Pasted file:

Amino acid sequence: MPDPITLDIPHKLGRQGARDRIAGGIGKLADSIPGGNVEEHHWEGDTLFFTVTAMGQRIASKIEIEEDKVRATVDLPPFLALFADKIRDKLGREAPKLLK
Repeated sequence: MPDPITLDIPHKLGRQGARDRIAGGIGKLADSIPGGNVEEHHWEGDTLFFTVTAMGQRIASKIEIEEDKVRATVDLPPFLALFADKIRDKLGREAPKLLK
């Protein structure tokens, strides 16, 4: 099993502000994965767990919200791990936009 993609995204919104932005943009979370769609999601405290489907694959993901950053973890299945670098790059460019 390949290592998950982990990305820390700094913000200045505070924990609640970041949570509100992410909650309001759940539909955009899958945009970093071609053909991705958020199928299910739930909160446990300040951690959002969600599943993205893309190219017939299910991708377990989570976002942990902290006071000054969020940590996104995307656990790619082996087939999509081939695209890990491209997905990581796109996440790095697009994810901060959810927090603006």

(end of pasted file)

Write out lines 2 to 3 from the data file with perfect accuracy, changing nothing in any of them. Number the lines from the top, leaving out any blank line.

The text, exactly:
Repeated sequence: MPDPITLDIPHKLGRQGARDRIAGGIGKLADSIPGGNVEEHHWEGDTLFFTVTAMGQRIASKIEIEEDKVRATVDLPPFLALFADKIRDKLGREAPKLLK
């Protein structure tokens, strides 16, 4: 099993502000994965767990919200791990936009 993609995204919104932005943009979370769609999601405290489907694959993901950053973890299945670098790059460019 390949290592998950982990990305820390700094913000200045505070924990609640970041949570509100992410909650309001759940539909955009899958945009970093071609053909991705958020199928299910739930909160446990300040951690959002969600599943993205893309190219017939299910991708377990989570976002942990902290006071000054969020940590996104995307656990790619082996087939999509081939695209890990491209997905990581796109996440790095697009994810901060959810927090603006």